The great Bruce Weber's gorgeously torrid work with Kelly Slater, Shaun Tomson, John John Florence, the Fletcher family and so on.
If you enjoy examining black-and-white photos of men in underwear as much as me you’ll know the work of the American photographer Bruce Weber. Abercrombie and Fitch, Calvin Klein and so on. A real one-of-a-kind.
Via an enduring friendship with the famous surf family The Fletchers (Herb, Dibi, Christian, Nathan etc) Weber occasionally cuts frames with surfing celebrities: The Fletchers, natch, John John Florence, Laird Hamilton, Shaun Tomson, Kelly Slater, Bruce Irons.
Look at the harmonic revelation of the world champion Kelly Slater, and pals, all with thorn stumps out.
And the barbarically sexy Laird Hamilton (with eighties star Brooke Shields).
In an issue of the always very good Saturdays Magazine, the New York clothiers interview Weber about his relationship with the surf game.
I won’t take you all the way to the bottom of this particular grove (click here for the full story) but you’ll like these moments.
Surfers remind me of the rock and roll guys of the ’60s and early ’70s. Rabbit Bartholomew is a good example. He was the Keith Richards of surfing: hair, clothes, jewelry and all. All the surfers I met early on had great style and a desire and passion for living in the moment. They made no money. They were like wrestlers in that way. College and high school wrestlers never make any money, but their hearts are totally into it.
Danny Dimauro: When you work with surfers, what is it that you’re seeing, from an artist’s perspective?
bw: I think you always discover something when you look in the eyes of an adventurer—whether it’s a surfer or a person who climbs mountains. They defy incredible obstacles. Their eyes seem to have the same light as the sky. They’re almost translucent. Surfers are adventurers, people who know no boundaries. My interest in surfing began with photography, but I was never going to be out there in the waves taking surf photographs. I take portraits. Surfers remind me of the rock and roll guys of the ’60s and early ’70s. Rabbit Bartholomew is a good example. He was the Keith Richards of surfing: hair, clothes, jewelry and all. All the surfers I met early on had great style and a desire and passion for living in the moment. They made no money. They were like wrestlers in that way. College and high school wrestlers never make any money, but their hearts are totally into it. To meet a surfer whose heart is so into the sport and into being in the water—there is just nothing like it for a photographer. I was really lucky that I got to photograph so many people when they were just beginning. I photograph for Vanity Fair sometimes, and my friends who work there often tease me—they say, “You’re really great with people when they’re beginning, or when they’re in their 90s.” I forget about that sometimes, but it is how I live my life.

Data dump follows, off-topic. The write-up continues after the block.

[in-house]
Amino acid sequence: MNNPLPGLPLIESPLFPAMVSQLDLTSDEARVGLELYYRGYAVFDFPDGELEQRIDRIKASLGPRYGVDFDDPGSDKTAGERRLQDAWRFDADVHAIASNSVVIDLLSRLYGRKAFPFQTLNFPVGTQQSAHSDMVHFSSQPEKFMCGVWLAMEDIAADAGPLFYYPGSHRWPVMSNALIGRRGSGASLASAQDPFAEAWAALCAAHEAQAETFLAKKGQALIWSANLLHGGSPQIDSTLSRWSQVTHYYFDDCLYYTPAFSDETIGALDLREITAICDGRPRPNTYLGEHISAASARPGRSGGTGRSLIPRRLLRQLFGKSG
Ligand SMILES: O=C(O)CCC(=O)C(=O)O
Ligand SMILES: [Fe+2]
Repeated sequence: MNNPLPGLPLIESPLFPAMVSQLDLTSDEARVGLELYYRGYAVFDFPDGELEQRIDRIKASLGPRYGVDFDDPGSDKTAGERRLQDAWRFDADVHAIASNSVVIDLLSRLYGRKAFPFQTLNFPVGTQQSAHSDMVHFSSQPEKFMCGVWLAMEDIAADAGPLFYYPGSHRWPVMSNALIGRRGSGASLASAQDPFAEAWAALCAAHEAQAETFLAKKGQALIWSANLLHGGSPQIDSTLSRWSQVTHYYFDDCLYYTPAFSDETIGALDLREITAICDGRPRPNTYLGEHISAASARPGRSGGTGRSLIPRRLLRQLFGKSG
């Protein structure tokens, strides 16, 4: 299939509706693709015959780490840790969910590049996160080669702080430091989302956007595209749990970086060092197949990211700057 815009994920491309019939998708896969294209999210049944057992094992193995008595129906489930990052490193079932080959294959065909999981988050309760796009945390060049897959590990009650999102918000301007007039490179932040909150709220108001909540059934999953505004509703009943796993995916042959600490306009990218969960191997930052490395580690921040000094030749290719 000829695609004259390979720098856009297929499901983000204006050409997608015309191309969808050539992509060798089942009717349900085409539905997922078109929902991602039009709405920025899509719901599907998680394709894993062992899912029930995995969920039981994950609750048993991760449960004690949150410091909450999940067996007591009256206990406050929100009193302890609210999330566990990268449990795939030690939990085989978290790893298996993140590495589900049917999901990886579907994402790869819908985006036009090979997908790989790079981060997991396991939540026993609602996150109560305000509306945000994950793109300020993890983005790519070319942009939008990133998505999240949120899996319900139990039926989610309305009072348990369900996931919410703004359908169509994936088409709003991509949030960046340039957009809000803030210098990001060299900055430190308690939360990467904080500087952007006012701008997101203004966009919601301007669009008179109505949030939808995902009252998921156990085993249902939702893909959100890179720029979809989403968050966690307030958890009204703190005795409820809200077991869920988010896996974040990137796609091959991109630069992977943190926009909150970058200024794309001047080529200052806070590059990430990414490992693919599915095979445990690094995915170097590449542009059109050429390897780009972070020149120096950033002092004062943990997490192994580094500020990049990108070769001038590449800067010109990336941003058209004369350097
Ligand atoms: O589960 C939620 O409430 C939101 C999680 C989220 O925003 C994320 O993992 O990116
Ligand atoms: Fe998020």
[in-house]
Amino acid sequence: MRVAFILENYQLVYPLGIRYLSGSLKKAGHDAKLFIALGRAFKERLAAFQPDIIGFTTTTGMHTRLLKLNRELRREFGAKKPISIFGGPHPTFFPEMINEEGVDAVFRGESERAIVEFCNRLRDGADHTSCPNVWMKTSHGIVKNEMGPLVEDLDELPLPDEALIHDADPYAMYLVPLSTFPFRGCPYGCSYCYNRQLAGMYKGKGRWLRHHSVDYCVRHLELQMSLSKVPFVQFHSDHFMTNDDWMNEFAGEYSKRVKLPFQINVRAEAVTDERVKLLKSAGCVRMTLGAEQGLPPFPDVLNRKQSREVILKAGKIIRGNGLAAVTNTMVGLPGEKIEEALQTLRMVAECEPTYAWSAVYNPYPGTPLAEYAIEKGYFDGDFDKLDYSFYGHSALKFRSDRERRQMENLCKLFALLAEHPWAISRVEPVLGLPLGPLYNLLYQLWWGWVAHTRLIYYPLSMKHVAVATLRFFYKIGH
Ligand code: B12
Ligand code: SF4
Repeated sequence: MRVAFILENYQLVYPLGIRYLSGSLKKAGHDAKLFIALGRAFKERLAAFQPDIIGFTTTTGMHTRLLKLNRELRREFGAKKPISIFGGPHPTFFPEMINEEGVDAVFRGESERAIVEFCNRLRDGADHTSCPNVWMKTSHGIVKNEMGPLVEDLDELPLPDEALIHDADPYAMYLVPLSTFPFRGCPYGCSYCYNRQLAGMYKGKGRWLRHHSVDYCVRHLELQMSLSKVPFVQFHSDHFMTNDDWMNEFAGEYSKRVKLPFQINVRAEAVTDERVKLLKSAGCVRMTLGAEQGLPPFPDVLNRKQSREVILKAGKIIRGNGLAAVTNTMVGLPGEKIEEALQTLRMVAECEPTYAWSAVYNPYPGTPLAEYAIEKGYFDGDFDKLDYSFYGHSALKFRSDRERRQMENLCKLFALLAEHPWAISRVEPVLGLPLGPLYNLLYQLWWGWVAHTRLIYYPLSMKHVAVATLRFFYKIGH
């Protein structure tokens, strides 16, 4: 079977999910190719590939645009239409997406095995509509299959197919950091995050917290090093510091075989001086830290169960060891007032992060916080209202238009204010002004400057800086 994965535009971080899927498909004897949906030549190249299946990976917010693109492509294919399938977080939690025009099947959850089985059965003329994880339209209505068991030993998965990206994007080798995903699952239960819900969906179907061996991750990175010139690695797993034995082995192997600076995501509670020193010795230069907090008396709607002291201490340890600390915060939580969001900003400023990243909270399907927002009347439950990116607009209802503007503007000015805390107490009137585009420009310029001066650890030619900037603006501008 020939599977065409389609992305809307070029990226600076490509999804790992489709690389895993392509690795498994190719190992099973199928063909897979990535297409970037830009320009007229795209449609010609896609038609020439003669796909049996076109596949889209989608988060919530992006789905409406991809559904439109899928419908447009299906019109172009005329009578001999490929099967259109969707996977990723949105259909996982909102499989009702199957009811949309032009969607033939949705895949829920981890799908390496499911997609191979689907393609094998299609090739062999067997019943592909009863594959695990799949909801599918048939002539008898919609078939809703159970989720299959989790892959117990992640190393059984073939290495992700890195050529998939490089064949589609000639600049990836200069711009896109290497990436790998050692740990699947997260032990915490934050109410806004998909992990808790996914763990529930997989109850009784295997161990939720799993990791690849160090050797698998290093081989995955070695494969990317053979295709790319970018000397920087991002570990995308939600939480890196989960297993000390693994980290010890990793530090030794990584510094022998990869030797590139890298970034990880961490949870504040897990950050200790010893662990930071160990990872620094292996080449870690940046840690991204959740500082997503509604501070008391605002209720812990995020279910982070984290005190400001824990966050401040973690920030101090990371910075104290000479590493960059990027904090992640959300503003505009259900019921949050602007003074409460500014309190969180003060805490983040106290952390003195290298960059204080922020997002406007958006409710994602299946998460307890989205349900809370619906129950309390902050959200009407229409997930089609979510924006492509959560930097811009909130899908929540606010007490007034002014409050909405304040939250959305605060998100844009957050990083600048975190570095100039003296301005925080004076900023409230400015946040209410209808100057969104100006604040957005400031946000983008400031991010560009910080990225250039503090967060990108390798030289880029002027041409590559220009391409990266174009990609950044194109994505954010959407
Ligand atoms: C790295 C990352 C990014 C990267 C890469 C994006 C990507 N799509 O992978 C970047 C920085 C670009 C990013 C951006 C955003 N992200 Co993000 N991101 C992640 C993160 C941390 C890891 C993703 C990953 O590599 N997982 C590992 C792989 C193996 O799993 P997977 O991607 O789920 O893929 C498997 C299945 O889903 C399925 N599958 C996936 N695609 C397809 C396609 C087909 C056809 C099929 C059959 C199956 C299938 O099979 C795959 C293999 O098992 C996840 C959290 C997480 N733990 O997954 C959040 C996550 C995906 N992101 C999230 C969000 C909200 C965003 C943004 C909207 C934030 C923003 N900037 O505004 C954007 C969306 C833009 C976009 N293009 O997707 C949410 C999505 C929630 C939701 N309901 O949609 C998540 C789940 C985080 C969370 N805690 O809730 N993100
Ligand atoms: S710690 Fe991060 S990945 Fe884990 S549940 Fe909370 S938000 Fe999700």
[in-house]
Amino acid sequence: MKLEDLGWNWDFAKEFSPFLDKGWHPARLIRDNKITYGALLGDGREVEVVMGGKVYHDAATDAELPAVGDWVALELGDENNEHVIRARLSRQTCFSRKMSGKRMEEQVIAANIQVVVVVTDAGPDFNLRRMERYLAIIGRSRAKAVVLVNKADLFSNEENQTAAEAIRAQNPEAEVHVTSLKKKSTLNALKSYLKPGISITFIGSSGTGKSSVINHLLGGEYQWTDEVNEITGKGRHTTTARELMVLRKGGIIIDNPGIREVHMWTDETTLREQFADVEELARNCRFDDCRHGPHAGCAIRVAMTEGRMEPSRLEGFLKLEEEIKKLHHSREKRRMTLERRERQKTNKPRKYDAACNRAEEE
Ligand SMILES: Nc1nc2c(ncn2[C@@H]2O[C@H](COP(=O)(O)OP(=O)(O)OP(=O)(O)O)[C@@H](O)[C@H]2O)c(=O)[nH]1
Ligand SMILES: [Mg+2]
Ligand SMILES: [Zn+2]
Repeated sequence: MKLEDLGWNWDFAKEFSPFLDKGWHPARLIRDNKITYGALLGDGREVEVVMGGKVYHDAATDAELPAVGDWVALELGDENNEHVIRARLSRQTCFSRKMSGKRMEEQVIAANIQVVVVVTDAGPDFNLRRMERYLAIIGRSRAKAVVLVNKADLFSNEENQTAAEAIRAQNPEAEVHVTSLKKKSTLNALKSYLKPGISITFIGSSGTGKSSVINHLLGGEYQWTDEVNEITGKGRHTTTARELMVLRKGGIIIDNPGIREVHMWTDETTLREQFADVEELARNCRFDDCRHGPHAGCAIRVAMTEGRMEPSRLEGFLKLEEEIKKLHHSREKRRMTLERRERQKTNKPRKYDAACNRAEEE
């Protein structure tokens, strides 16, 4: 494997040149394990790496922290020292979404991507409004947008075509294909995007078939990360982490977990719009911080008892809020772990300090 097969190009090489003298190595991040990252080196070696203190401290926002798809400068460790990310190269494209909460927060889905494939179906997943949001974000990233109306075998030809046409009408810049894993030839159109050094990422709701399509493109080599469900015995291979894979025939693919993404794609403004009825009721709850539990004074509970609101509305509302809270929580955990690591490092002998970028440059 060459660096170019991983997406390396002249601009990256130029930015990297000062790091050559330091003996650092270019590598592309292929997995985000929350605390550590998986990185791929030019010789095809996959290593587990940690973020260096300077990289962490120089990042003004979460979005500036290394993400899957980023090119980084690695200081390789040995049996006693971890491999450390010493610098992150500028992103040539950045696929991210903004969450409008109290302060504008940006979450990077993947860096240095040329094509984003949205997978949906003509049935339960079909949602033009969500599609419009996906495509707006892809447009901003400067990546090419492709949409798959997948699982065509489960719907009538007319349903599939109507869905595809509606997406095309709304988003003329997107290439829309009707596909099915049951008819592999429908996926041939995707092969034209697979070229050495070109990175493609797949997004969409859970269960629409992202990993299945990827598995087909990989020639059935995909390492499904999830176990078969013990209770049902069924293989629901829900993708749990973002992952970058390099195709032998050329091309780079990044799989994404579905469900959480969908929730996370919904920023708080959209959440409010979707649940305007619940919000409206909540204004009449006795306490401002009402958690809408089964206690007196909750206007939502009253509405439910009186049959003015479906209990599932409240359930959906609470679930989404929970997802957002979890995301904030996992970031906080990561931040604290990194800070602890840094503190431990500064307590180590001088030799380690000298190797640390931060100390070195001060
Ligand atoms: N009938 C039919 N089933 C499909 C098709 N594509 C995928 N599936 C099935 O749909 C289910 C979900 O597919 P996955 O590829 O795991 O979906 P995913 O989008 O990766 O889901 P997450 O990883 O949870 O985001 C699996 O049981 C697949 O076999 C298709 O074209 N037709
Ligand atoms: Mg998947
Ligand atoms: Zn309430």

Danny Dimauro: Let’s talk about your relationship with Herbie and the Fletcher family.
bw: It was around the time when I first photographed Marky Mark for the cover of Interview. I wanted to do a sportsman, so I thought of Nathan and Christian Fletcher. I drove down to where they live in San Clemente with my assistants and some clothes. Dibi opened the door and said, “That fucking 405 is terrible.” It’s the last thing I expected that a mom would be saying to me. I stepped in the house and there were all of these great artworks and painted surfboards everywhere. We were in the kitchen talking, and Christian came in with his hair half-shaved, a tattoo on his skull and a ring through his nose. He was so beautiful—it just made me love surfing that much more. It felt like I was in the middle of a crashing monster wave when I was at their house. I went into Nathan’s room—it hadn’t been cleaned in years. Surf paraphernalia everywhere, like a great piece of art. I knew I was photographing a record of their family, living there at that time. I just adored Herbie and Dibi. I kept imagining that they were like my adoptive parents. They taught me so much about the surfing world and surf clothes. They instantly became great friends of mine and still are to this day. I had some of my greatest times with them during our travels and visits over the years. Looking back at all of those surf films, I think that the Fletcher family’s story would have made the best surf film ever. I know that Sean Penn was really interested in it at one point, but then he got occupied with other films he was working on.
Click through and see more of Weber’s fabulous work, studded with torrid glares and barely concealed bacchanals.